We often lament the loss of good character in our society. There’s a sense that our leaders and even members of our community can’t be trusted to do the right thing and are only out for themselves, the collective good be damned. Why does this sense of moral anomie exist? And what can we do about it?
My guest today has written a book exploring these questions. His name is David Brooks. He’s a columnist at The New York Times and in his latest book, The Road to Character, he takes a look at what exactly we mean when we talk about character and why it seems like there’s a lack of it today. David and I begin our discussion with the “crooked timber” view of humanity that people had in previous generations and how it shaped moral development. He then takes us through the cultural changes that got rid of this perspective of human nature and how that led to a loss of a moral vocabulary that makes it hard for people today to even talk about character.
We then take a look at the lives of several eminent individuals from history and what they can teach us about character formation. From General Eisenhower’s battle to harness his uncontrollable anger, to George Marshall’s inner fight for discipline and the ability to put big picture goals ahead of personal ambition.
We end our conversation talking about the mindsets and actions we can take to live a life of character.
This is an important, interesting, and edifying episode I hope you’ll tune in for.
- How an old radio show inspired David to write The Road to Character
- How the self-esteem movement swung too far
- David’s definition of character
- Kant’s vs. Rousseau’s view of humanity, and how it impacts our modern thinking
- Why every man needs to identify his “core sin”
- Adam I vs Adam II — the two sides of our nature
- The vocabulary of morality, and why modern society has lost touch with it
- Why it’s important to be able to describe what’s going on inside you
- How Dwight Eisenhower struggled with and overcame his anger problems
- Institutional thinking — what it is, why it’s decreased, and why that’s a problem
- How to counteract the possible downsides of institutional thinking
- The importance of balancing your commitments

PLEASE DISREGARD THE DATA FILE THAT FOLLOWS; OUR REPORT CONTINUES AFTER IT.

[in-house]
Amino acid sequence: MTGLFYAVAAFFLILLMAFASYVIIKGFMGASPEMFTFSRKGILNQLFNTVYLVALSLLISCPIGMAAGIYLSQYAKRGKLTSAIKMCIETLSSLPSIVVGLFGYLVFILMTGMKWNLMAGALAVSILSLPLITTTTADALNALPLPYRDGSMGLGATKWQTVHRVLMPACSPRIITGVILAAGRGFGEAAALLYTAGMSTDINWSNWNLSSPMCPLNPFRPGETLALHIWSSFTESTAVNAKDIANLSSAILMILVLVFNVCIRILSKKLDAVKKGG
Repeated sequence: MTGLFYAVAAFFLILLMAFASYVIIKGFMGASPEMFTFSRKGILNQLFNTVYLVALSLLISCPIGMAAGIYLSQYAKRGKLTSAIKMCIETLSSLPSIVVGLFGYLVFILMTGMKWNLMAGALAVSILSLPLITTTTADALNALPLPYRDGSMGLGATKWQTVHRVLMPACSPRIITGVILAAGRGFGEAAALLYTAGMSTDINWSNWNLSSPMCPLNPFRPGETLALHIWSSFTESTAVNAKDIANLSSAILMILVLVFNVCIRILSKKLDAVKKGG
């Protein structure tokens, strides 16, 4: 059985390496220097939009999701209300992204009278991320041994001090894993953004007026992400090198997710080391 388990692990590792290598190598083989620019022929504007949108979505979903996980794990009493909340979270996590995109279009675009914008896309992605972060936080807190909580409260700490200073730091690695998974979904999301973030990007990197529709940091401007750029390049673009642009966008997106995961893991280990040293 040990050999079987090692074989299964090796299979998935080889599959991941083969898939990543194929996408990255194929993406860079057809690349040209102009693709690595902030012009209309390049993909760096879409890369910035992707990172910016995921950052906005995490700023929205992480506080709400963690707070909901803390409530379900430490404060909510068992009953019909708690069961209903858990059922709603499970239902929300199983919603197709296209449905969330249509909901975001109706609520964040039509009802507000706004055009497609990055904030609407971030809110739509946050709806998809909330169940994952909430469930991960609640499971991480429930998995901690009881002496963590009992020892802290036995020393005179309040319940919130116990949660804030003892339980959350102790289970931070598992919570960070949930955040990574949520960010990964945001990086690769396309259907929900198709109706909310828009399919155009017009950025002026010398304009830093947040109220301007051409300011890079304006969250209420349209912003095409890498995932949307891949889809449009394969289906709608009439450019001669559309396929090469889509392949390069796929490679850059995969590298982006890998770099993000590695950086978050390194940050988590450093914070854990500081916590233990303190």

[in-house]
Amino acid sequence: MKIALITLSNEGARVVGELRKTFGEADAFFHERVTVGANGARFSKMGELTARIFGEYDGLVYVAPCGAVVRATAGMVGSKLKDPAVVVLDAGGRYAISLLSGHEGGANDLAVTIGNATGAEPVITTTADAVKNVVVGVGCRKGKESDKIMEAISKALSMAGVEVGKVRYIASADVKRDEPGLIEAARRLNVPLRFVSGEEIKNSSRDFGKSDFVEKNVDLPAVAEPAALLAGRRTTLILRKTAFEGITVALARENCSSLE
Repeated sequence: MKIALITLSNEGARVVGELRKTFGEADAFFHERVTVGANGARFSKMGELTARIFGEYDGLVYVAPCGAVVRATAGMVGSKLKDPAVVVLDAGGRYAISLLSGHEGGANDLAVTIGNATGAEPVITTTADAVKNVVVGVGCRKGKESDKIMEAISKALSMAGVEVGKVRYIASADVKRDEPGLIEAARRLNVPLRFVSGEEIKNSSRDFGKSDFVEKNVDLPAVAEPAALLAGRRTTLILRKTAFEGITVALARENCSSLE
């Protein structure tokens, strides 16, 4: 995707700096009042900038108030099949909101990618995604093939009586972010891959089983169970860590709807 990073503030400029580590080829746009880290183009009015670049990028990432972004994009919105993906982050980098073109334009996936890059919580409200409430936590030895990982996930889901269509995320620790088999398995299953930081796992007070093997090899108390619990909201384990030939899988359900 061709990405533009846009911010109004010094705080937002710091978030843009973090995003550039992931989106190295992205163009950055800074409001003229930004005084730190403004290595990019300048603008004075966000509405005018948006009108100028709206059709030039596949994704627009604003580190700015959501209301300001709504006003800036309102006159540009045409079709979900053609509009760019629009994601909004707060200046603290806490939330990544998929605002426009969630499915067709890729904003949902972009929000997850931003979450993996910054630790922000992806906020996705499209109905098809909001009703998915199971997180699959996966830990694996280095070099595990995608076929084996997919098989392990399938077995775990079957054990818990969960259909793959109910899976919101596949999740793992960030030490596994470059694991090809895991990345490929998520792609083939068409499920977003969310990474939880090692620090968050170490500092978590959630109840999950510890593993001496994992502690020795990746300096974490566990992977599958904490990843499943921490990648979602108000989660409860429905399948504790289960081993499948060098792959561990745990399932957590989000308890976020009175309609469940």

- What Augustine’s idea of “ordered love” can teach us about building character
- The sweetness of seeking “higher joys” — why our desires are too paltry
- How to be a man of character in a busy, self-serving modern world
- Why being a star in your 20s isn’t all it’s cracked up to be
- The most important virtue
Resources/People/Articles Mentioned in Podcast
- Command Performance radio show
- Command Performance on VJ Day (episode #87)
- What is Character? Its 3 True Qualities and How to Develop It
- Character is Power Poster
- Podcast: Forces of Character
- The Power of Habit
- 15 Maxims on Being a Reliable Man
- Podcast: The Myth of Following Your Passion
- David Foster Wallace Kenyon College commencement speech
- Joseph Soloveitchik’s 1965 essay outlining Adam I and Adam II
- Leadership Lessons from Dwight Eisenhower
- Proverbs 16:32
- It’s A Wonderful Life & Easy Rider
- The Golden Mean
- Augustine’s The Confessions
The Road to Character is the best book I’ve read so far this year. In fact, it’s up there with Resilience and Self and Soul as one of my all-time favorite non-fiction books. David Brooks does a masterful job articulating vague hunches that I think a lot of people have about the state of character today, but more importantly he provides some broad yet actionable guidelines on what we can do to recapture a sense of deep moral meaning in our lives. Do yourself a favor and pick up a copy today.
Connect With David Brooks
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Last updated: April 6, 2017